Then I went to take my sheets off the clothesline outside the building. Some Ghanaians have washing machines, but they’re fairly uncommon, and we don’t have one in or near or building. You can hire someone to do your laundry for you or just do it yourself and hang it out to dry. I’m no stranger to washing clothes by hand, especially after my six months of travel with only a few items of clothing. But every time I mention laundry, the Ghanaians I’m speaking to seem amazed. “By hand?!  You know how to do that?” As I was hanging my sheets, two guys who were “having brunch” on their porch at ground level called out to me. They were amused by an obruni doing her very own laundry. “It’s your first time, though, right?” they asked, when I told them it wasn’t so hard. One of them, Raza, told me he can’t do it – laundry, that is – so he bought a washing machine to keep in his room. I told him we were now friends.

But when I went back that afternoon, my sheets were gone. My sweater and t-shirt that I’d also hung out were still there, but the sheet and the matching pillowcase were missing, just the clothespins stuck forlornly to the line. Washing them had taken me two hours and I was looking forward to fresh-smelling, sun-dried sheets. Next time, I’ll have to hire David to keep an eye on them. They were really ugly sheets; whoever stole them has terrible taste!

But the day ended well, with a meal with friends in the dark. And it started well too. I met Mel, one of the other Rotary scholars not long after dawn to run together to Dome market. Both of us are registered for the half-marathon next weekend. It was a great run through a part of the city I haven’t been to before, and we ended at Dome, a charming small market full of fantastic fresh vegetables. That’s where I’d bought the ingredients for my salad. Mel’s really great and very interesting. She served in the Peace Corps in Cape Verde Islands off Senegal several years ago, and her husband came with her here to Ghana. I’m excited to get to know her better, and I hope Saturday morning runs with her become another ritual.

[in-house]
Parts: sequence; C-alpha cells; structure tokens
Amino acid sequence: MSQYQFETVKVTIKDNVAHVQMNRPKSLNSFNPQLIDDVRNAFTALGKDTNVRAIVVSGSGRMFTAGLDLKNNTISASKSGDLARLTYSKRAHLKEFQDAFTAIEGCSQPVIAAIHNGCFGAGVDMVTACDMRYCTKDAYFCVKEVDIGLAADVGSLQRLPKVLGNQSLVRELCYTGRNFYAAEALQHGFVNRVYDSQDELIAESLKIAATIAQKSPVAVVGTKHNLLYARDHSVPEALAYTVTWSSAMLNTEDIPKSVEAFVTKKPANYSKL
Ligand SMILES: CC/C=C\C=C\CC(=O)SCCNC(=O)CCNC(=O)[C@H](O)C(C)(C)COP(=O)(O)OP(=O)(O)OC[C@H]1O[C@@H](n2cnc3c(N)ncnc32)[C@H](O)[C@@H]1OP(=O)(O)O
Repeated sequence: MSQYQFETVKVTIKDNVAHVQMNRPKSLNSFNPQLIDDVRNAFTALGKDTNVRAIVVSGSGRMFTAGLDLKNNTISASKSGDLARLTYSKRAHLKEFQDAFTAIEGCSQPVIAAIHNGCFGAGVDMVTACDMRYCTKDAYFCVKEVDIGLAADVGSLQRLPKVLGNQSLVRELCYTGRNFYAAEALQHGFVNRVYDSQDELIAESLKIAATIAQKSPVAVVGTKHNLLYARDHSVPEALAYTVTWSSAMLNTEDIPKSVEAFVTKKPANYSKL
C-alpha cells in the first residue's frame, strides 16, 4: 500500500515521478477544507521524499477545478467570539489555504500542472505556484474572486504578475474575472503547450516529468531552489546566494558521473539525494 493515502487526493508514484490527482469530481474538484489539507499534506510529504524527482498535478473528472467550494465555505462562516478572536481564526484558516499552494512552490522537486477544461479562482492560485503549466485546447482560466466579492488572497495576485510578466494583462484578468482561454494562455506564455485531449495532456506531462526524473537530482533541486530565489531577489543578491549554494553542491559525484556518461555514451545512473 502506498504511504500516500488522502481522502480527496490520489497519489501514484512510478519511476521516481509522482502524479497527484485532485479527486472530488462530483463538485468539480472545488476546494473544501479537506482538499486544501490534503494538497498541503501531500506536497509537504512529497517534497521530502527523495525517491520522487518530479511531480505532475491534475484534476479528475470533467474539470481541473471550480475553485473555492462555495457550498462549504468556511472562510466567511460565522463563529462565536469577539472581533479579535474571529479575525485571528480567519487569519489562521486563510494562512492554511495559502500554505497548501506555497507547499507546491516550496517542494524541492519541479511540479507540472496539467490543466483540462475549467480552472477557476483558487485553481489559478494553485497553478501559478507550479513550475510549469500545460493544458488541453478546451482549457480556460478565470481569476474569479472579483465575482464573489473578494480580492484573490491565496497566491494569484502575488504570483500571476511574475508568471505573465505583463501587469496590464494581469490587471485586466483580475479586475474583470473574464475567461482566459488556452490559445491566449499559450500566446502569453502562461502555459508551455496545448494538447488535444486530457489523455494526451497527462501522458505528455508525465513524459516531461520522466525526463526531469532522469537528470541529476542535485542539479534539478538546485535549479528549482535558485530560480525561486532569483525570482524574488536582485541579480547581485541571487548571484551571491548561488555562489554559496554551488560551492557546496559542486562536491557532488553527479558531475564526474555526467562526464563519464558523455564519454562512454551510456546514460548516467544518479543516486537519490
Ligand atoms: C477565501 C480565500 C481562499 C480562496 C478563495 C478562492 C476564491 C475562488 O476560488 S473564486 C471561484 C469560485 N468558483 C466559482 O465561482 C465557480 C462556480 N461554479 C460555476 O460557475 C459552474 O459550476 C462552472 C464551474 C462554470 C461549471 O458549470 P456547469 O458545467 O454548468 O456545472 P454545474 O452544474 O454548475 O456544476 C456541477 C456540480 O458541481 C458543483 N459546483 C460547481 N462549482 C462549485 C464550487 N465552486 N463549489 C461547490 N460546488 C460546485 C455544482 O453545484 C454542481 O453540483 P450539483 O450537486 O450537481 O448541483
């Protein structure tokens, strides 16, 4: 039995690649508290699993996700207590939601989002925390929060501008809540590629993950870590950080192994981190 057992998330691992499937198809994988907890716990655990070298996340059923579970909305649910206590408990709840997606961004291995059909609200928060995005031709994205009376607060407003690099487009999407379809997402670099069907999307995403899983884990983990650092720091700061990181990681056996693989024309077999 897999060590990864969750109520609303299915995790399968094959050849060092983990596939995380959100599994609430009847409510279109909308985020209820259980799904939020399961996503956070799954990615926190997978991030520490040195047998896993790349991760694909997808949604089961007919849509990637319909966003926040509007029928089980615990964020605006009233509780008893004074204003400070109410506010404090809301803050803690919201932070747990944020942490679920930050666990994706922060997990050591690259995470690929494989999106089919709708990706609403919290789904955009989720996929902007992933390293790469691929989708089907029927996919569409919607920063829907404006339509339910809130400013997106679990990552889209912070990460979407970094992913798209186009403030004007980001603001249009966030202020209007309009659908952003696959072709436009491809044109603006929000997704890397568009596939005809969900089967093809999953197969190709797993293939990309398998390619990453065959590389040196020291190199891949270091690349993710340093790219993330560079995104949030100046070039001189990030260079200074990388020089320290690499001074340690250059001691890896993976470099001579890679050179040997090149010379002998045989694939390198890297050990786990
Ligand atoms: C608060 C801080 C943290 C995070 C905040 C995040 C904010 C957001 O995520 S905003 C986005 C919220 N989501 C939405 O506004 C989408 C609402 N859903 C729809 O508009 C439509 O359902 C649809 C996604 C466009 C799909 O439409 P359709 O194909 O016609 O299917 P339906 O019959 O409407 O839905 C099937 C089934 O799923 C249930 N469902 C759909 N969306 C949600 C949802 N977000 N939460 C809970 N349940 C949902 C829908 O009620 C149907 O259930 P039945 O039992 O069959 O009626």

And the day started and ended with music. Music is everywhere here, all the time. At 6:30 in the morning, four boys with guitars came to sing outside the hostel, right below my window. And at night, with the lights out, the praise-singers’ voices and clapping seemed to fill the air more than they usually do.

So, the beginning and the end of my day:

(Folks who get this by email may need to go to the blog to see this link.)

My first palanquin

We talked about palanquins in class. I was astonished. Delighted. Real palanquins?! I don’t think I’ve ever had occasion to actually use the word, except when singing along to The Decemberists, so I had to be sure I had the right meaning; “A palanquin is a litter, right?”

Yes, it is. And last weekend, I saw one. More than one, actually. Regina and I went to Fetu Afahye, the big yearly festival of the Fanti people. The festival takes place in Cape Coast (Oguaa in Fante), which is both their main city and the site of the infamous Cape Coast Castle.

Women walking by Cape Coast Castle

Cape Coast Castle